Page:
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A lesson in transformation

Observations from the Silver Jubilee
course in Pune

On the second day of the course Guruji talked about evolutions in the practice of Utthita Trikonasana. Originally, up to the thirties, the pose was performed with both feet forward and it was his Guru who first thought to turn out the front leg to allow a sideways extension of the trunk. Subsequently Guruji evolved the pose further by turning the back leg in slightly to give a stretch to the back leg and to connect the action of the leg to the spine.

Prashant referred to this when he spoke in the Question and Answer session about change in Yoga. He may also have been prompted by the numerous questions sent in querying perceived changes of technique or sequencing in Asana and Pranayama. He explained that the change in the practice of Trikonasana was a big change but the principle had not changed and the triangle shape was maintained. This change without change is what Patanjali refers to as Parinama or transformation.

One reaches a state in Trikonasana where no further change takes place; one maintains it and that is the posture. Posture begins when endeavour ends because Asanas are states, not movements. Patanjali defines this as ‘Sthira sukham asanam’ – (posture is stable and comfortable).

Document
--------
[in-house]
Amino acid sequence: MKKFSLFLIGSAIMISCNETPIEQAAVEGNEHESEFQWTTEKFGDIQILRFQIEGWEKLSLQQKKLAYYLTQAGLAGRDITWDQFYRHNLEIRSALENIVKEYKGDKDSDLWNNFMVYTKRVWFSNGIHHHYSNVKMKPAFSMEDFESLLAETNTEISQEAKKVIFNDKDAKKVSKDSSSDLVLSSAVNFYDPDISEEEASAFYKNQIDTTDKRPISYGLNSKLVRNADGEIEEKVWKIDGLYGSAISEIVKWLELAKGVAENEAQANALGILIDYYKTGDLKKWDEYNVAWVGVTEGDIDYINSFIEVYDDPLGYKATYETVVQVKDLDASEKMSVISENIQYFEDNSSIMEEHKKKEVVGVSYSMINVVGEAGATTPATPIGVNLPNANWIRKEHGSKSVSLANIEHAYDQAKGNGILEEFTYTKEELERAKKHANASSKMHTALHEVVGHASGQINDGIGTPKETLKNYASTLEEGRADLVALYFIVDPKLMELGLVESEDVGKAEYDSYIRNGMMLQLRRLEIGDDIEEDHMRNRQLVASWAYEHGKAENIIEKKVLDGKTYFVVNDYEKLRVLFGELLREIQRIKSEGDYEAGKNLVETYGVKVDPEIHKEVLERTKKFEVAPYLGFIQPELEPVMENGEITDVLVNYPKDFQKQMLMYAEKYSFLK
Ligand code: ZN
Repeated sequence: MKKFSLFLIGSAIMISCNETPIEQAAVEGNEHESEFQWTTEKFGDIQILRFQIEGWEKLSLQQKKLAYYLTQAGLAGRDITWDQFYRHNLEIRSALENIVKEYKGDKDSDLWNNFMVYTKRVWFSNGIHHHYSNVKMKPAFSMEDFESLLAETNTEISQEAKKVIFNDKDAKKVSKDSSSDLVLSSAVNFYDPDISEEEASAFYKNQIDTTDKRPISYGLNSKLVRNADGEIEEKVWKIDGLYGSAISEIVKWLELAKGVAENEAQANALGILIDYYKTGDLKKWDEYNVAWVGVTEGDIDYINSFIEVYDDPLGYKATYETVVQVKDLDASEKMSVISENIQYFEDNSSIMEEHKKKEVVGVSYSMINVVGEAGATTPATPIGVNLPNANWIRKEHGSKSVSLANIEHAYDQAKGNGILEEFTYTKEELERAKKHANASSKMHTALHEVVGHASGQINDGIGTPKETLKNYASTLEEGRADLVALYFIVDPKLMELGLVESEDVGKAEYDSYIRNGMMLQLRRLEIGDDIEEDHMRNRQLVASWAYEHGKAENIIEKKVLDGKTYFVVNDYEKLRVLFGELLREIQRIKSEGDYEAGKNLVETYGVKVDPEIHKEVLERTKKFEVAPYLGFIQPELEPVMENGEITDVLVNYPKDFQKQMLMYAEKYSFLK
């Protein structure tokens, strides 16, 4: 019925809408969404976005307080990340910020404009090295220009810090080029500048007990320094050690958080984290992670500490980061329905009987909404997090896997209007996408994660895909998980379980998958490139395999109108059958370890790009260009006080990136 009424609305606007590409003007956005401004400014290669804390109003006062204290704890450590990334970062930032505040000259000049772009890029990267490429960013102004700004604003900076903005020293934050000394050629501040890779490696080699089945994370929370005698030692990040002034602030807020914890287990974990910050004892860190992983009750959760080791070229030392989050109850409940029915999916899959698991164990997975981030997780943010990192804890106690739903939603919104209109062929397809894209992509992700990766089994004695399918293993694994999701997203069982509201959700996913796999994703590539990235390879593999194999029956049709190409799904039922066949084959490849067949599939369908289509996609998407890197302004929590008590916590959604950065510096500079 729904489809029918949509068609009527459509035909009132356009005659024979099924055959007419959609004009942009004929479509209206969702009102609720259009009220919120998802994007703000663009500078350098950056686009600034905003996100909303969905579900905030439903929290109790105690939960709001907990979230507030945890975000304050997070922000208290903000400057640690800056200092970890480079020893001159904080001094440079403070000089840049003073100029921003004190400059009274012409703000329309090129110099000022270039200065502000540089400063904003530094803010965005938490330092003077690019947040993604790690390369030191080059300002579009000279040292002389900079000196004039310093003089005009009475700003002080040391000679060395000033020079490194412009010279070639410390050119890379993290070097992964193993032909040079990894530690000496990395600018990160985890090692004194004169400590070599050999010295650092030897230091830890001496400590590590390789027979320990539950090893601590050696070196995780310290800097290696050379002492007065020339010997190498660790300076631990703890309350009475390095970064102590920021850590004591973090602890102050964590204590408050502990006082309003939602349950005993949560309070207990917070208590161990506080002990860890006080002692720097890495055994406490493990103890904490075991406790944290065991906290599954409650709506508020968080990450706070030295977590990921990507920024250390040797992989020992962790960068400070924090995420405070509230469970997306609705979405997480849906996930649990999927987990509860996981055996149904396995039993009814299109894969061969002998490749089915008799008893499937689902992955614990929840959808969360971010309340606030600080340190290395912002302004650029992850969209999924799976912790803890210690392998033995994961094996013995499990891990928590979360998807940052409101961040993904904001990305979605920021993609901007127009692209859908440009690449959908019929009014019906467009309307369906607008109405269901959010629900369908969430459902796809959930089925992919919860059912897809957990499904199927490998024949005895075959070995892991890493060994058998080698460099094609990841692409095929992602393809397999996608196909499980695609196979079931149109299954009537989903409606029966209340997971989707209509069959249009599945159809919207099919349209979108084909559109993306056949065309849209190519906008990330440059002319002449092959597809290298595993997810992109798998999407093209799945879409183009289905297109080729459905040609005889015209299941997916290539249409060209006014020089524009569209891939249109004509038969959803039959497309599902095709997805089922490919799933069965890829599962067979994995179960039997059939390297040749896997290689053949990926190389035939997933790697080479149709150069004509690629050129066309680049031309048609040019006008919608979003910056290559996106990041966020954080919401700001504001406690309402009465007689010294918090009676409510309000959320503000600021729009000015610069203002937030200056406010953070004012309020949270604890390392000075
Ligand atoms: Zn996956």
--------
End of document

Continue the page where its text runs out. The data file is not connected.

However a ‘frozen’ pose is not possible. The body/mind complex is composed of matter so that movement is constantly taking place internally, in the cells, in the metabolism, in breathing. Not even stones are static. At the atomic level there is the movement of the electrons spinning about the nucleus. So what does static mean?

In Chapter III, Sutras 9 – 13, Patanjali defines the three stages of the restraining of consciousness and the transformation of matter known as parinama. Prashant translated dharma parinama as characteristic change, lakshana parinama as attributory change and avastha parinama as static change.

Characteristic change is experienced in going from Tadasana into Trikonasana, up to the moment when the hand is taken down. Once the right hand is down and the left hand up, then the pose commences, in its attributory or evolving stage. Once your technical know-how comes to an end, you are supposed to stay (but most of us don’t) where the pose really starts, in changeless change.

Trikonasana has to be replicated from moment to moment, without variation. There will be an organic rhythm, there will be pulsation, beats, but these will settle to the Trikonasana rhythm. The in and out-breath gives a cyclical pattern to Trikonasana. This is replication, or changeless change.